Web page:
Got a version of Excel that uses the menu interface (Excel 97, Excel 2000, Excel 2002, or Excel 2003)? This site is for you! If you use a later version of Excel, visit our ExcelTips site focusing on the ribbon interface.
With more than 50 non-fiction books and numerous magazine articles to his credit, Allen Wyatt is an internationally recognized author. He is president of Sharon Parq Associates, a computer and publishing services company.
Learn more about Allen...
Please Note: This article is written for users of the following Microsoft Excel versions: 97, 2000, 2002, and 2003. If you are using a later version (Excel 2007 or later), this tip may not work for you. For a version of this tip written specifically for later versions of Excel, click here: Recording a Data Entry Time.
Vinay uses an Excel worksheet for data entry. Information is entered in column A and Vinay would like to have a way to automatically add a time into column B, adjacent to the value entered in column A, that indicates when the value was entered.
There are several different ways you can accomplish this task. The first is to manually enter a time by selecting the adjacent cell in column B and pressing Ctrl+Shift+; (that's the semicolon). This shortcut enters the current time in the cell. The problem with this approach, of course, is that it isn't automatic and it takes some extra movement and keystrokes to implement.
A better approach would be to use a formula to enter the time. The NOW function returns the current date and time, and you can use it in a cell in this manner:
Of course, this simple formula is updated every time the worksheet recalculates. That means that the function returns the current time every time you enter a value in column A. This is undesirable because you don't want previous times to update. You could try to use a formula to check to see if something is in column A, as in this manner:
The problem is that a formula like this introduces a circular reference into the worksheet, which presents a whole host of challenges to work with. A better approach is to create a macro that automatically runs every time something is entered in column A. Right-click on the tab of the worksheet used for data entry and choose View Code from the Context menu. You'll see the Code window for the worksheet in the Visual Basic Editor, and then enter this into the window:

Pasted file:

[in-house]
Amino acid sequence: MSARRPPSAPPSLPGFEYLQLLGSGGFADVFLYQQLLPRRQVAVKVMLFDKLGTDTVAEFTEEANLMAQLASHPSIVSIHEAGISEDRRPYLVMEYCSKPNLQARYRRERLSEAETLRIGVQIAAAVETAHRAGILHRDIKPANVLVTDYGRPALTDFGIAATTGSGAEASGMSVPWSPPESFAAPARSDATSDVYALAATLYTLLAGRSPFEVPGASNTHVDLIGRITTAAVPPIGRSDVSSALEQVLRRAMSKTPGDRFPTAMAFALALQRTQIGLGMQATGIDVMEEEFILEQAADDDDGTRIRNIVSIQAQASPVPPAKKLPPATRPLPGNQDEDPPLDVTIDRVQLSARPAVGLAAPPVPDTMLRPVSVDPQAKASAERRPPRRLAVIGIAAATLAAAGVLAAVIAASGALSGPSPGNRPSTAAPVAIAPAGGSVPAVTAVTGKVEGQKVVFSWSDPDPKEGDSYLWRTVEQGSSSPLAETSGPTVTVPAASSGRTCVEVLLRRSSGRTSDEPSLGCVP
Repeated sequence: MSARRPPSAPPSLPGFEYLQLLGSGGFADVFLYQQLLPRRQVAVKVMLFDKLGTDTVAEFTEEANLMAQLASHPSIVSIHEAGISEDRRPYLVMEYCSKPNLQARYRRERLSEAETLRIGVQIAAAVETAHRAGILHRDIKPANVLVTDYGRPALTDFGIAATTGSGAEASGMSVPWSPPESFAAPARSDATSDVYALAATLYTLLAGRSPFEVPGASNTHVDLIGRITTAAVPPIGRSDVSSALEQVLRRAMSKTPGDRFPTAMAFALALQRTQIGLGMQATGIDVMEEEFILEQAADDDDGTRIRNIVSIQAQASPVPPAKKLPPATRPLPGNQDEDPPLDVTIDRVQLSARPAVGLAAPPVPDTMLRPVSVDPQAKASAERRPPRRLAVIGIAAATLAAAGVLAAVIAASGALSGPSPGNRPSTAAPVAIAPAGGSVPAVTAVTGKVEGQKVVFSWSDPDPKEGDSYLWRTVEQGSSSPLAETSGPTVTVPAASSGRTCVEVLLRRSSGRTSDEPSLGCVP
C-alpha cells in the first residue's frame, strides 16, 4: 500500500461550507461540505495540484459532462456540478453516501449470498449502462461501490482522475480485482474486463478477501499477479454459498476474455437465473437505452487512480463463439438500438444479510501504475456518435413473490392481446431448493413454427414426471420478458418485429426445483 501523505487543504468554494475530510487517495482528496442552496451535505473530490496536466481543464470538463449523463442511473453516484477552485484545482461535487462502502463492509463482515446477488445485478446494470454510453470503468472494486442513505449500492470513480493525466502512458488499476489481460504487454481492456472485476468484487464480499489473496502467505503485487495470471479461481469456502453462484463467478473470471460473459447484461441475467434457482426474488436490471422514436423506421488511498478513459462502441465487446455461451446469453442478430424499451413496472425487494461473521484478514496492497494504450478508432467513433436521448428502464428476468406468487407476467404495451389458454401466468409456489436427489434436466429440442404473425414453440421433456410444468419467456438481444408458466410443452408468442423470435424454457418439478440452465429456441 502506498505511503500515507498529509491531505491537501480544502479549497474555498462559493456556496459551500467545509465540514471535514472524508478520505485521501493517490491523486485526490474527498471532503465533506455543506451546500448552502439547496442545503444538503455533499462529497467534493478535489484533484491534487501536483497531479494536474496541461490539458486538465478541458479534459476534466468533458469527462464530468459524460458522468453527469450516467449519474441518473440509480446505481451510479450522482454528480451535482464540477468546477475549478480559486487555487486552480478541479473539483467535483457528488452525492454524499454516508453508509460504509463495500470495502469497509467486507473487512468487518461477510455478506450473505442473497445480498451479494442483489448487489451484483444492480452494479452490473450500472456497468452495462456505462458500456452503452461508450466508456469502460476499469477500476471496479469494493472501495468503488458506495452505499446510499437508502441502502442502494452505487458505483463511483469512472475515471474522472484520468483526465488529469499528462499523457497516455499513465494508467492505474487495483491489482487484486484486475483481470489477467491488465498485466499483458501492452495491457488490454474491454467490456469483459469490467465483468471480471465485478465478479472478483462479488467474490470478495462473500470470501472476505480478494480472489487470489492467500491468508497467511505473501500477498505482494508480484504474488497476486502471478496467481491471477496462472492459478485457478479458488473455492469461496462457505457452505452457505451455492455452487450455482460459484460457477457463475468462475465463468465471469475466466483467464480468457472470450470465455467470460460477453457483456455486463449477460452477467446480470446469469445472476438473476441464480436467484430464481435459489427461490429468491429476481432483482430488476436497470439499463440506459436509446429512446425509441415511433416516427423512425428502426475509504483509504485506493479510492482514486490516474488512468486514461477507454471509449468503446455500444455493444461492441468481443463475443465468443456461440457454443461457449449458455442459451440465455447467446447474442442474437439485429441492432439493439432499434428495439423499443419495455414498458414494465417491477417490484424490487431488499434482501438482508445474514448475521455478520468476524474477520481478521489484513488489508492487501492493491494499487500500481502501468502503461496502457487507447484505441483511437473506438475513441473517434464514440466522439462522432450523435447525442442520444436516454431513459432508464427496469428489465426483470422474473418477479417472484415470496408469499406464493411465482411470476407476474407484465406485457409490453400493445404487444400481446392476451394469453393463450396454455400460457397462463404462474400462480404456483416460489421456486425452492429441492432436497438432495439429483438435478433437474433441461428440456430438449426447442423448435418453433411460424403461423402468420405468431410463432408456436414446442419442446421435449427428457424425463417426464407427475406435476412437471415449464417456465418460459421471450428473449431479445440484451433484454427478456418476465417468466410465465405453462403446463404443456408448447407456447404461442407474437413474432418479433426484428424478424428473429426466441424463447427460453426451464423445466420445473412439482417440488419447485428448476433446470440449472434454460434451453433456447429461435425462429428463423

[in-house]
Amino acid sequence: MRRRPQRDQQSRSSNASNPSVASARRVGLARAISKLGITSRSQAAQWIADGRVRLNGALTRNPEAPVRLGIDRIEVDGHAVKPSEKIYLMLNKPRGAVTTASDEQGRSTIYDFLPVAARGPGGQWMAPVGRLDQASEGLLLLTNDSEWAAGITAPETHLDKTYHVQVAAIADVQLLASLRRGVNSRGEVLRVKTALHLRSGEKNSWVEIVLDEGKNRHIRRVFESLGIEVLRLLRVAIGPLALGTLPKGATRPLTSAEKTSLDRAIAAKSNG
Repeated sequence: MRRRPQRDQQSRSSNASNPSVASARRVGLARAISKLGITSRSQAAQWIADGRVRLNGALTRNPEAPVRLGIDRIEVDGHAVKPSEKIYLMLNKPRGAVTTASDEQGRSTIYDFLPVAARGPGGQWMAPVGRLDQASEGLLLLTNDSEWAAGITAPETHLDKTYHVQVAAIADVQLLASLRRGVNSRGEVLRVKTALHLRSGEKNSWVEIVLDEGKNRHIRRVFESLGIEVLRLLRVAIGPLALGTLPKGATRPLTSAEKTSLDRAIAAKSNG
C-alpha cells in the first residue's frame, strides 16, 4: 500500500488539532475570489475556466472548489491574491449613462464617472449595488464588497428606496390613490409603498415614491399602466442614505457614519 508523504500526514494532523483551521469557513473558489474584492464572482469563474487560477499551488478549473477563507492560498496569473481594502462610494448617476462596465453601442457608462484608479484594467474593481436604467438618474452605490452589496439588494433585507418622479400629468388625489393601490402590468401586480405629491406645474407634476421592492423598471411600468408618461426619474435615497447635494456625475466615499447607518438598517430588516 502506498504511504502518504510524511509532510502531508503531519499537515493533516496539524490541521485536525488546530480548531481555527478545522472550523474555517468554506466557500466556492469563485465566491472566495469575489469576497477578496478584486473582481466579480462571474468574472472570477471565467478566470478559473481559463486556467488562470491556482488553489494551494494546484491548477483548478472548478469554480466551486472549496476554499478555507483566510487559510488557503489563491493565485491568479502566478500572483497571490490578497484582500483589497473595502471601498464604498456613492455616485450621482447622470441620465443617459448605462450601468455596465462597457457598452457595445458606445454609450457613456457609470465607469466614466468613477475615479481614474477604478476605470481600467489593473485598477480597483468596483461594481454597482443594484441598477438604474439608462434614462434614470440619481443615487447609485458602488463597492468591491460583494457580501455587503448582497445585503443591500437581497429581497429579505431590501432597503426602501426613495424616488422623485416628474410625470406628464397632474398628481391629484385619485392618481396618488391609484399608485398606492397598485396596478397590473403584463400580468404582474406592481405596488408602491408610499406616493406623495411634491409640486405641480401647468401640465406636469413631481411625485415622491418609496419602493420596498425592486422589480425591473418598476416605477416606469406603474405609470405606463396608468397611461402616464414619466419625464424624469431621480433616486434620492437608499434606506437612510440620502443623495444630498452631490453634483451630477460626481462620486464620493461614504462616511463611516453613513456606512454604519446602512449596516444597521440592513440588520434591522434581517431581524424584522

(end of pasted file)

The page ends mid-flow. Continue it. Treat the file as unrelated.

Private Sub Worksheet_Change(ByVal Target As Excel.Range) Dim rCell As Range Dim rChange As Range On Error GoTo ErrHandler Set rChange = Intersect(Target, Range("A:A")) If Not rChange Is Nothing Then Application.EnableEvents = False For Each rCell In rChange If rCell > "" Then With rCell.Offset(0, 1) .Value = Now .NumberFormat = "hh:mm:ss" End With Else rCell.Offset(0, 1).Clear End If Next End If ExitHandler: Set rCell = Nothing Set rChange = Nothing Application.EnableEvents = True Exit Sub ErrHandler: MsgBox Err.Description Resume ExitHandler End Sub
With the macro in place, anytime you enter something into a cell in column A, the adjacent cell in column B will contain the date and time (formatted to show only the time). If you delete something in column A, then the adjacent cell in column B is cleared, as well.
Note, as well, that you can change the setting for the NumberFormat property to reflect how you want the date to appear. As an example, you could change to a twelve-hour time format by changing "hh:mm:ss" to "h:mm:ss AM/PM".
ExcelTips is your source for cost-effective Microsoft Excel training. This tip (3116) applies to Microsoft Excel 97, 2000, 2002, and 2003. You can find a version of this tip for the ribbon interface of Excel (Excel 2007 and later) here: Recording a Data Entry Time.
Save Time and Supercharge Excel! Automate virtually any routine task and save yourself hours, days, maybe even weeks. Then, learn how to make Excel do things you thought were simply impossible! Mastering advanced Excel macros has never been easier. Check out Excel 2010 VBA and Macros today!